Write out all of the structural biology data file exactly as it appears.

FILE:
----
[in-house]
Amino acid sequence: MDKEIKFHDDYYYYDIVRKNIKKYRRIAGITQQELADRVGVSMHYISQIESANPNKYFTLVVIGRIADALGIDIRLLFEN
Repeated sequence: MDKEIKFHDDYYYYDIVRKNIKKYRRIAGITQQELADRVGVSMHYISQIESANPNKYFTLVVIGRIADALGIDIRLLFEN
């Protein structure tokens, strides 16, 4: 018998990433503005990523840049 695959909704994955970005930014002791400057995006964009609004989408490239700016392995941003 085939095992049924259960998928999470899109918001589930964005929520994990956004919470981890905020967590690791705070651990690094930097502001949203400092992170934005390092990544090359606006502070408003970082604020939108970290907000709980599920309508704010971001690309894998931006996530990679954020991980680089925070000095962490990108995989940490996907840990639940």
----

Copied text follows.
[in-house]
Amino acid sequence: MDKEIKFHDDYYYYDIVRKNIKKYRRIAGITQQELADRVGVSMHYISQIESANPNKYFTLVVIGRIADALGIDIRLLFEN
Repeated sequence: MDKEIKFHDDYYYYDIVRKNIKKYRRIAGITQQELADRVGVSMHYISQIESANPNKYFTLVVIGRIADALGIDIRLLFEN
């Protein structure tokens, strides 16, 4: 018998990433503005990523840049 695959909704994955970005930014002791400057995006964009609004989408490239700016392995941003 085939095992049924259960998928999470899109918001589930964005929520994990956004919470981890905020967590690791705070651990690094930097502001949203400092992170934005390092990544090359606006502070408003970082604020939108970290907000709980599920309508704010971001690309894998931006996530990679954020991980680089925070000095962490990108995989940490996907840990639940």